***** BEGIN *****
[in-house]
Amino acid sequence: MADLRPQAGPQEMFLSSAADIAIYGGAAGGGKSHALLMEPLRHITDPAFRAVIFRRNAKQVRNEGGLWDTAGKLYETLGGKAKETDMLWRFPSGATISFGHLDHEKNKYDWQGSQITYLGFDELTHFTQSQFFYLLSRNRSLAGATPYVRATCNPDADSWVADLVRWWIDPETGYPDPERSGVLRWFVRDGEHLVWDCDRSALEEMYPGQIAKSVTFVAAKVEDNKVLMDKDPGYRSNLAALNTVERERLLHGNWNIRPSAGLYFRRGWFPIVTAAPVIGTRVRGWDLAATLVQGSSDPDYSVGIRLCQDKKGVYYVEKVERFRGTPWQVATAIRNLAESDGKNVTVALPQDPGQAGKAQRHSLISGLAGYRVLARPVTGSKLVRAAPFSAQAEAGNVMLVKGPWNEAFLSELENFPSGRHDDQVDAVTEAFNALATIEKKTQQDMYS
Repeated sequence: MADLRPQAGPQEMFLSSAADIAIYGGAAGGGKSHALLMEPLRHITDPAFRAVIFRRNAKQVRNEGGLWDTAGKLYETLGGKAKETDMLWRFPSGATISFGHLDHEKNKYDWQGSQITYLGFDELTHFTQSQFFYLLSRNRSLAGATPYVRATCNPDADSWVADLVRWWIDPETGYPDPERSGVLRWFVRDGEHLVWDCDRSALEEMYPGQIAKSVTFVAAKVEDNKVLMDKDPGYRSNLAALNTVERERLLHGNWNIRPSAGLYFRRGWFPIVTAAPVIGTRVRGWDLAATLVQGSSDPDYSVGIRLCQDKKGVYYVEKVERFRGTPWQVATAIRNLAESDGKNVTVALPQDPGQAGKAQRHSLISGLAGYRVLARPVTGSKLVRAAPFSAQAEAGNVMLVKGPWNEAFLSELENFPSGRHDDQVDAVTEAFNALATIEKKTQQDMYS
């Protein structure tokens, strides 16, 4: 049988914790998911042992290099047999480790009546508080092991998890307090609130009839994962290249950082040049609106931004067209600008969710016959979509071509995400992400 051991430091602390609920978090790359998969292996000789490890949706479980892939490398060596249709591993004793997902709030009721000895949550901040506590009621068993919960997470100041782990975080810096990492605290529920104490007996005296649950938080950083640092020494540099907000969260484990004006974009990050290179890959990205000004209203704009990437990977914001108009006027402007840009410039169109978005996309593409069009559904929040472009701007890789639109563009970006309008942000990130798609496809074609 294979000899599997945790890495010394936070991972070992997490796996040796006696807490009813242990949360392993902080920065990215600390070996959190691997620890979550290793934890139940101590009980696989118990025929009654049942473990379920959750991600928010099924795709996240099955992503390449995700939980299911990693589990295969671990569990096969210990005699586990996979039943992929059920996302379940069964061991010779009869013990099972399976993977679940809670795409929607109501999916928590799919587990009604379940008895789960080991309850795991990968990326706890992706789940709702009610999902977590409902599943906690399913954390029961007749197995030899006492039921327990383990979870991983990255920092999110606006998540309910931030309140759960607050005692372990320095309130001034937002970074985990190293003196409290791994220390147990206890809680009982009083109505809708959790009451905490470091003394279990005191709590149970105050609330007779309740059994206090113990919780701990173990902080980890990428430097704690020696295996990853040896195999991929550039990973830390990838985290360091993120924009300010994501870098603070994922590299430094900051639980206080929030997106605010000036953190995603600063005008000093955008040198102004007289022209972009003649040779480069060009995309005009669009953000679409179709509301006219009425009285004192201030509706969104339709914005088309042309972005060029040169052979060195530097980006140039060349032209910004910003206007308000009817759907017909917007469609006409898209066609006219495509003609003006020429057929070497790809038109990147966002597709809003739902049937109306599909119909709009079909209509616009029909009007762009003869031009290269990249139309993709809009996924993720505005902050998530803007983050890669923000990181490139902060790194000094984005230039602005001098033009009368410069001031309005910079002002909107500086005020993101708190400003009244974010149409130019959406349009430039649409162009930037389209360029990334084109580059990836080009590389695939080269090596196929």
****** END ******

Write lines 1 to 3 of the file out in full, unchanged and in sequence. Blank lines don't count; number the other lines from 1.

[in-house]
Amino acid sequence: MADLRPQAGPQEMFLSSAADIAIYGGAAGGGKSHALLMEPLRHITDPAFRAVIFRRNAKQVRNEGGLWDTAGKLYETLGGKAKETDMLWRFPSGATISFGHLDHEKNKYDWQGSQITYLGFDELTHFTQSQFFYLLSRNRSLAGATPYVRATCNPDADSWVADLVRWWIDPETGYPDPERSGVLRWFVRDGEHLVWDCDRSALEEMYPGQIAKSVTFVAAKVEDNKVLMDKDPGYRSNLAALNTVERERLLHGNWNIRPSAGLYFRRGWFPIVTAAPVIGTRVRGWDLAATLVQGSSDPDYSVGIRLCQDKKGVYYVEKVERFRGTPWQVATAIRNLAESDGKNVTVALPQDPGQAGKAQRHSLISGLAGYRVLARPVTGSKLVRAAPFSAQAEAGNVMLVKGPWNEAFLSELENFPSGRHDDQVDAVTEAFNALATIEKKTQQDMYS
Repeated sequence: MADLRPQAGPQEMFLSSAADIAIYGGAAGGGKSHALLMEPLRHITDPAFRAVIFRRNAKQVRNEGGLWDTAGKLYETLGGKAKETDMLWRFPSGATISFGHLDHEKNKYDWQGSQITYLGFDELTHFTQSQFFYLLSRNRSLAGATPYVRATCNPDADSWVADLVRWWIDPETGYPDPERSGVLRWFVRDGEHLVWDCDRSALEEMYPGQIAKSVTFVAAKVEDNKVLMDKDPGYRSNLAALNTVERERLLHGNWNIRPSAGLYFRRGWFPIVTAAPVIGTRVRGWDLAATLVQGSSDPDYSVGIRLCQDKKGVYYVEKVERFRGTPWQVATAIRNLAESDGKNVTVALPQDPGQAGKAQRHSLISGLAGYRVLARPVTGSKLVRAAPFSAQAEAGNVMLVKGPWNEAFLSELENFPSGRHDDQVDAVTEAFNALATIEKKTQQDMYS